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Jewish World Review Oct. 21, 2004 / 6 Mar-Cheshvan 5765

Debra J. Saunders

Debra J. Saunders
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Why I'm voting for Bush

http://www.NewsAndOpinion.com | When terrorists attacked the United States on Sept. 11, 2001, President Bush had to decide how to respond.


He could have treated the attacks as if they were a crime and appealed to the United Nations to help apprehend and punish al Qaeda operatives in Afghanistan.


Instead, Bush chose to send U.S. troops to hunt down al Qaeda and oust the Taliban regime that protected the terrorist group, even as the anti-war left accused him of killing innocent Afghans in an act of misguided vengeance.


Today, Afghanistan is a democracy. Women participated in the country's first direct presidential election. Iraq is about to hold an election, and Libya has begun disarming its nuclear weapons.


The U.S.-led coalition has not captured Osama bin Laden, but it has managed to keep him underground.


Bush could have stopped with Afghanistan, but he believed that Saddam Hussein had weapons of mass destruction and feared that the Iraqi dictator would share those weapons to help al Qaeda or other terrorists make an even deadlier strike on American shores.


The world now knows that Bush, the CIA and other countries' intelligence agencies — and even Hussein's Iraqi lieutenants until December 2002 — were wrong about Iraq possessing WMD.


Still, Bush was right in his belief that Hussein was a threat. As intelligence analyst Charles Duelfer found, Hussein had used the Oil for Food program to begin rearming. His top people believed that as the U.N. sanctions against Iraq eroded, Hussein would begin to build a nuclear arsenal.

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Bush also understood that Hussein's very survival sent the message that a madman could fight a global giant, lose and still come out on top. Or as bin Laden once told Time magazine, the U.S. withdrawal from Somalia after the brutal 1993 murder of 24 U.S. troops in Somalia on a humanitarian mission made him realize "more than before that the American soldier was a paper tiger and after a few blows ran in defeat."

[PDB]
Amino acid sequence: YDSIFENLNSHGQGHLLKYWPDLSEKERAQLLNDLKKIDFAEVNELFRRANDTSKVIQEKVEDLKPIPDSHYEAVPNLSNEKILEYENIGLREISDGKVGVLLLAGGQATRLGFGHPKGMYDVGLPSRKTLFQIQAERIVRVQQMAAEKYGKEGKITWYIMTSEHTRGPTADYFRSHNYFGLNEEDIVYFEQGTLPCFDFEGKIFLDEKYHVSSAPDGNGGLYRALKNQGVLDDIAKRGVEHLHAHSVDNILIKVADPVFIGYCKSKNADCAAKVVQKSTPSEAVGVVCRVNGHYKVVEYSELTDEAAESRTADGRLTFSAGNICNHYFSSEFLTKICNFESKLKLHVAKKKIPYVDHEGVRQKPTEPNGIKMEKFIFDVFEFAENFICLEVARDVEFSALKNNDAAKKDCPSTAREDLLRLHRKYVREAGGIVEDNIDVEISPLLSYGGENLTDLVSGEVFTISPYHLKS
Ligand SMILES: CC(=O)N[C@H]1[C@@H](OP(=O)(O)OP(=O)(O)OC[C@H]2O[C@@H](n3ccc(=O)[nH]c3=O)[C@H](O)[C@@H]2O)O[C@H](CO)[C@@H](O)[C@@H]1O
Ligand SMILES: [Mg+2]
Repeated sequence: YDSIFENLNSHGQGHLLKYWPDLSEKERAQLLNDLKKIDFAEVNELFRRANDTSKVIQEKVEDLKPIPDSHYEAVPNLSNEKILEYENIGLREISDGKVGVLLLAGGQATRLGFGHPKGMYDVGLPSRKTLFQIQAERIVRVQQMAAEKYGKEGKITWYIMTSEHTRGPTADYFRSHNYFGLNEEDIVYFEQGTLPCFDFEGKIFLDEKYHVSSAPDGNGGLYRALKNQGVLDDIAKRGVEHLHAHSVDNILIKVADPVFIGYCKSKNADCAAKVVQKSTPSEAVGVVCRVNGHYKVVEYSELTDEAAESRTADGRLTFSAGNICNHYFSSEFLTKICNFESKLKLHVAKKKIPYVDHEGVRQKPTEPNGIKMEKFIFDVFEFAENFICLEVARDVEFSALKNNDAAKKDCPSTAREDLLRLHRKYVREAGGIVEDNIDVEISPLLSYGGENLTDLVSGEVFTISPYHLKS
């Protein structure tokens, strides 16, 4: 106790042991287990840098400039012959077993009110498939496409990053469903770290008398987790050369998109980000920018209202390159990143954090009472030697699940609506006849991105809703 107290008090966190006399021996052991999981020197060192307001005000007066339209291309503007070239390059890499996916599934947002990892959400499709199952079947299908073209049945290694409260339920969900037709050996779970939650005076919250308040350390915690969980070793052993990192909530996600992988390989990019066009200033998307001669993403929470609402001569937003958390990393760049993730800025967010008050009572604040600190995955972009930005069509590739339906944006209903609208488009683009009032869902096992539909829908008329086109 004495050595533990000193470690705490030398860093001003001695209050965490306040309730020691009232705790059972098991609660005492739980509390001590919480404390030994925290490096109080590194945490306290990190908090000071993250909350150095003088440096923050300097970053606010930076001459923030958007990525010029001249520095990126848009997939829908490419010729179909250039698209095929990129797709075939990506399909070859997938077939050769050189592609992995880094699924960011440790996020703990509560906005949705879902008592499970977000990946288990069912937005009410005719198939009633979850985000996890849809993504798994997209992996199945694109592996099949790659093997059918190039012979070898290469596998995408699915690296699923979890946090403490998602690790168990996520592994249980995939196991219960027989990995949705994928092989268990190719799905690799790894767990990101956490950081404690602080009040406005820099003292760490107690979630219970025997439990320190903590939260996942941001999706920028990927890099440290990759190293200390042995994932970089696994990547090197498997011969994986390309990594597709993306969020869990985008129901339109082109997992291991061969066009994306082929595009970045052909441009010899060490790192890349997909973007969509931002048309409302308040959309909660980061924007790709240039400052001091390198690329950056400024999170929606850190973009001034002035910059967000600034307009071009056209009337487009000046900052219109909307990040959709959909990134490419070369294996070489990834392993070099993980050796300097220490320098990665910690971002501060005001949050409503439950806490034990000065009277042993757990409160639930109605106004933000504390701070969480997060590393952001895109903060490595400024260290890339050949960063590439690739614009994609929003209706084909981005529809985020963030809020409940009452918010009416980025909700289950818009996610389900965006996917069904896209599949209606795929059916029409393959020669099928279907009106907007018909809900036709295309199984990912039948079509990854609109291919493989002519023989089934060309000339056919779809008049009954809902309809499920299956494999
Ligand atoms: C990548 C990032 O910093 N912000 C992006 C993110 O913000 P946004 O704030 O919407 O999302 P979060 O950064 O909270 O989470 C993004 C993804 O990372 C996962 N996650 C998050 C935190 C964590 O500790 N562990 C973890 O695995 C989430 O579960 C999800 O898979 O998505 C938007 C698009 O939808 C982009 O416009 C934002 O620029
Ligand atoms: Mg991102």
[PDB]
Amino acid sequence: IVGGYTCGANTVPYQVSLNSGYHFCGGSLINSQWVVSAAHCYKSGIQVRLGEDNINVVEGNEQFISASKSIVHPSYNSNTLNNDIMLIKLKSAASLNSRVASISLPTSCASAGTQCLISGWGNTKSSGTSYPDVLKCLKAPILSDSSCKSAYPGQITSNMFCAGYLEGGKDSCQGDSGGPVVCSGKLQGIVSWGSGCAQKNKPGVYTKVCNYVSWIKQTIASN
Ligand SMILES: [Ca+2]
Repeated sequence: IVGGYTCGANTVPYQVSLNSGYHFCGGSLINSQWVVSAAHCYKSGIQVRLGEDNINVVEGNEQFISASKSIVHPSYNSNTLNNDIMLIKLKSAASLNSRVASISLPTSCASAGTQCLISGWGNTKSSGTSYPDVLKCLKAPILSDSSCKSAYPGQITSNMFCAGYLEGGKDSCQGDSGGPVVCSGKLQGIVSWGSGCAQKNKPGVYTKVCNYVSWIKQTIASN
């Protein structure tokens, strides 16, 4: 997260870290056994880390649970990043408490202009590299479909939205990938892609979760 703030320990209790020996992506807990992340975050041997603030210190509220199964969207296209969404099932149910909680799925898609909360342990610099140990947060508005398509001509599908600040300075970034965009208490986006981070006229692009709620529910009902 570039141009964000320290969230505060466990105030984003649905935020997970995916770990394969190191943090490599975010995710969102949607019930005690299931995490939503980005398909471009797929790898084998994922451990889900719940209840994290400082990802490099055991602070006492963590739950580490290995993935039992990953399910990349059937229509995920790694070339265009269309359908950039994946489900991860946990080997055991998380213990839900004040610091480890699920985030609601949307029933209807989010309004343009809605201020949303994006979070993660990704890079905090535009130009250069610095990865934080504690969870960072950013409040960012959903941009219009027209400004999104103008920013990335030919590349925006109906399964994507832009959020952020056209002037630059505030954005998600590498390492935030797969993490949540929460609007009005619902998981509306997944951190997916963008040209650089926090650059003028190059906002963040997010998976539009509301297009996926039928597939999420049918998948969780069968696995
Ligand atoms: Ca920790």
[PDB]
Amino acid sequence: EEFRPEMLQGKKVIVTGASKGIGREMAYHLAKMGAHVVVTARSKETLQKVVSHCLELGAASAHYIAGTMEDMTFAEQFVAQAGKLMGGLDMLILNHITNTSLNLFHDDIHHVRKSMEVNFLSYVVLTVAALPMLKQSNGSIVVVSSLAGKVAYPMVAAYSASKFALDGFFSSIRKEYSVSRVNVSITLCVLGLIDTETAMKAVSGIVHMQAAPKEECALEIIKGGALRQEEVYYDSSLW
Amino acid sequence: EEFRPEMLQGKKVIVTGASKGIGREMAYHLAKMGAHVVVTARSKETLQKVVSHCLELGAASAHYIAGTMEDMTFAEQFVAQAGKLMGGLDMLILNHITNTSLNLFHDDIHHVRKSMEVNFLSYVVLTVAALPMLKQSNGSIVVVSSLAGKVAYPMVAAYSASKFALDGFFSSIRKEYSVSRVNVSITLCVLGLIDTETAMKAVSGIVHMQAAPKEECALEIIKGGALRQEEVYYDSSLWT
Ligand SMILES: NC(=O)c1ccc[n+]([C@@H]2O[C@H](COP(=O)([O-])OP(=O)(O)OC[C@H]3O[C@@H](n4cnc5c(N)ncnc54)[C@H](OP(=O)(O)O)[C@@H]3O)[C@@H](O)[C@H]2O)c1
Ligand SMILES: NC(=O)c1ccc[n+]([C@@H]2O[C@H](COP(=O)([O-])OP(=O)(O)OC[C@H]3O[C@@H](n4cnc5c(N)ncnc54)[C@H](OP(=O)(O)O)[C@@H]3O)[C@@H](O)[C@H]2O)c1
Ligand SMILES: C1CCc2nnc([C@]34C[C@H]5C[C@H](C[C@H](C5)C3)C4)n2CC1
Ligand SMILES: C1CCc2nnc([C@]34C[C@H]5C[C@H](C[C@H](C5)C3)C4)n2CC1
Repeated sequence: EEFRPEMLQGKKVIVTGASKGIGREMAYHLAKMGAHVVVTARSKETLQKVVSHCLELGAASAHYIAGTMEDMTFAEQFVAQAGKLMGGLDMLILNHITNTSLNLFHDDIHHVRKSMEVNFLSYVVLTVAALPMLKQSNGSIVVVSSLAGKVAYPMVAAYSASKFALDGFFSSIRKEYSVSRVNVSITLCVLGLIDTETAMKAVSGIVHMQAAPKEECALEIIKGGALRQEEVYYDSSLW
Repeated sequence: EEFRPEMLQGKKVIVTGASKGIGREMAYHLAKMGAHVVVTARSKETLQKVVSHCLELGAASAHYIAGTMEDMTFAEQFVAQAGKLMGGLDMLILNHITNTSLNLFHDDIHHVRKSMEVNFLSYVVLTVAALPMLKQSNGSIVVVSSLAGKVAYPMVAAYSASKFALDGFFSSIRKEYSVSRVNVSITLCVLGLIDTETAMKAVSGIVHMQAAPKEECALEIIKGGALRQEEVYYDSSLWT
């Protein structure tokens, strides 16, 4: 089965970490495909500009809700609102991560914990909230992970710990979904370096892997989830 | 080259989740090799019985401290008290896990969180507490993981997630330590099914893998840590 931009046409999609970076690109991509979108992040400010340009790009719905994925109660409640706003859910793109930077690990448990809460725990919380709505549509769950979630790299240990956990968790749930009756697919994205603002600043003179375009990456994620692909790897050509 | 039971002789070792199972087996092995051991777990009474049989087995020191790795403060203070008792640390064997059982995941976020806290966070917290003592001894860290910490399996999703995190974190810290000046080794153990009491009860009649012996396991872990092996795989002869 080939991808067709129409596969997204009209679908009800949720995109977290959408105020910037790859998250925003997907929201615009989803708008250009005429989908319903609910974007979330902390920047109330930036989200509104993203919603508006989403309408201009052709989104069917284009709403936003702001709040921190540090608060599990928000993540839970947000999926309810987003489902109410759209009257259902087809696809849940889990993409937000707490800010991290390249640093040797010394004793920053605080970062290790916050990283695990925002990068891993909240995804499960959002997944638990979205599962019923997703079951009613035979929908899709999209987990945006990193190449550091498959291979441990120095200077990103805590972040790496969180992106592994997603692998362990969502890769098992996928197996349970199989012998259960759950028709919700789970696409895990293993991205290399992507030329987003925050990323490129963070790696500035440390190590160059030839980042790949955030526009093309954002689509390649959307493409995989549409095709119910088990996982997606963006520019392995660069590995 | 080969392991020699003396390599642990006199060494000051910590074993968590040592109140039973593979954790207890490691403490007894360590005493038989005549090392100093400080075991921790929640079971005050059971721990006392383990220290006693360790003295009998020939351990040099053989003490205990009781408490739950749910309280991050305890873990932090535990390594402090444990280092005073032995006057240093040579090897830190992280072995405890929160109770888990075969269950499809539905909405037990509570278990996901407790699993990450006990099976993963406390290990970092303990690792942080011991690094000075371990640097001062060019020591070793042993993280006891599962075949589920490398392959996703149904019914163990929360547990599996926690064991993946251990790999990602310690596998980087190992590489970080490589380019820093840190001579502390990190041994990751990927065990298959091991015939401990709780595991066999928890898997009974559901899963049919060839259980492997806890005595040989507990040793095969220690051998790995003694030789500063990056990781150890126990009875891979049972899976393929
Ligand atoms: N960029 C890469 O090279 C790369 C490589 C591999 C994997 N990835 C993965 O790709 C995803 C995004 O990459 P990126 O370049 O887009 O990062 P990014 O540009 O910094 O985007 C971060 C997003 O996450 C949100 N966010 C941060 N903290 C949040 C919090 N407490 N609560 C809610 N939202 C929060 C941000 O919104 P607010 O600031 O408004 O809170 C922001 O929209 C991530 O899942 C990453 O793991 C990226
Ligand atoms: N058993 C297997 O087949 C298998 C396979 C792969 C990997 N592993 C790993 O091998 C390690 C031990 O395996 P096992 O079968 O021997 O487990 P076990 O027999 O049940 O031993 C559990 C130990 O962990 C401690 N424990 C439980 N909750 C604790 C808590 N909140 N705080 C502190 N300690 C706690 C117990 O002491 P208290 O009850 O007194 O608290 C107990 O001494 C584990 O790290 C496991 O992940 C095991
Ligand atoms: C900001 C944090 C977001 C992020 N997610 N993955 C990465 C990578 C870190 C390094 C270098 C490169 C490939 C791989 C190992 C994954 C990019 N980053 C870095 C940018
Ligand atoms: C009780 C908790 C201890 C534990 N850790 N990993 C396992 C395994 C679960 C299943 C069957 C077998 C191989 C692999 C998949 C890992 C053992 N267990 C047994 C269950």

Did the Bush administration make mistakes? Of course. There is strong reason to believe this administration sent too few troops to Iraq. And it doesn't help that the Bushies have a way of freezing out those likely to tell them news they don't want to hear. Also, Bush so overvalues loyalty that it leads him to ignore incompetence.


The flip side of those traits means that Bush doesn't dump people — or long-range plans — because of bad polls.


Enter Sen. John Kerry, who spent a great deal of the last year claiming Bush "misled" him. That is, Kerry's vote in favor of a congressional resolution authorizing force in Iraq was made in the mistaken belief that Bush would go to war as "a last resort."


Nonsense. Before the vote on the war resolution, Bush told the United Nations that it could either be "irrelevant" or a real peacekeeping body that held Hussein accountable. The war resolution echoed Bush's insistence that "the U.N. Security Council resolutions will be enforced, and the just demands of peace and security will be met, or action will be unavoidable." When Kerry heard "last resort," the drum was already beating "war."


Kerry told the San Francisco Chronicle last spring that he was misled because he believed Bush didn't mean what he told the United Nations; "the chatter" in Washington held that Bush "hadn't made up his mind. He was looking for an out. That's what a lot of people thought."


Now, a lot of people think Kerry — who came on the national scene as a young man who asked Congress how it could ask a young man to die for "a mistake" — voted to authorize a war he believed was a mistake, simply because the polls showed it was popular and he was running for president.


Will Kerry get America out of Iraq quickly, as many of his supporters want him to do? I have no idea.


Kerry could get into the White House, hear history, and be as muscular as he has sounded while wooing swing voters.


Then again, Kerry's recent remarks to the New York Times Magazine suggest he would return America to short-attention-span foreign policy, a la Somalia. "We have to get back to the place we were," he said, "where terrorists are not the focus of our lives, but they're a nuisance." Kerry then likened terrorism to the perennial blight of organized crime or prostitution.


I do know that if Kerry does get weak in Iraq, he will prove to the Osama bin Ladens of the world that America is weak-willed and will back off when the going gets tough. And then, the war in Iraq will have been a mistake.

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© 2003, Creators Syndicate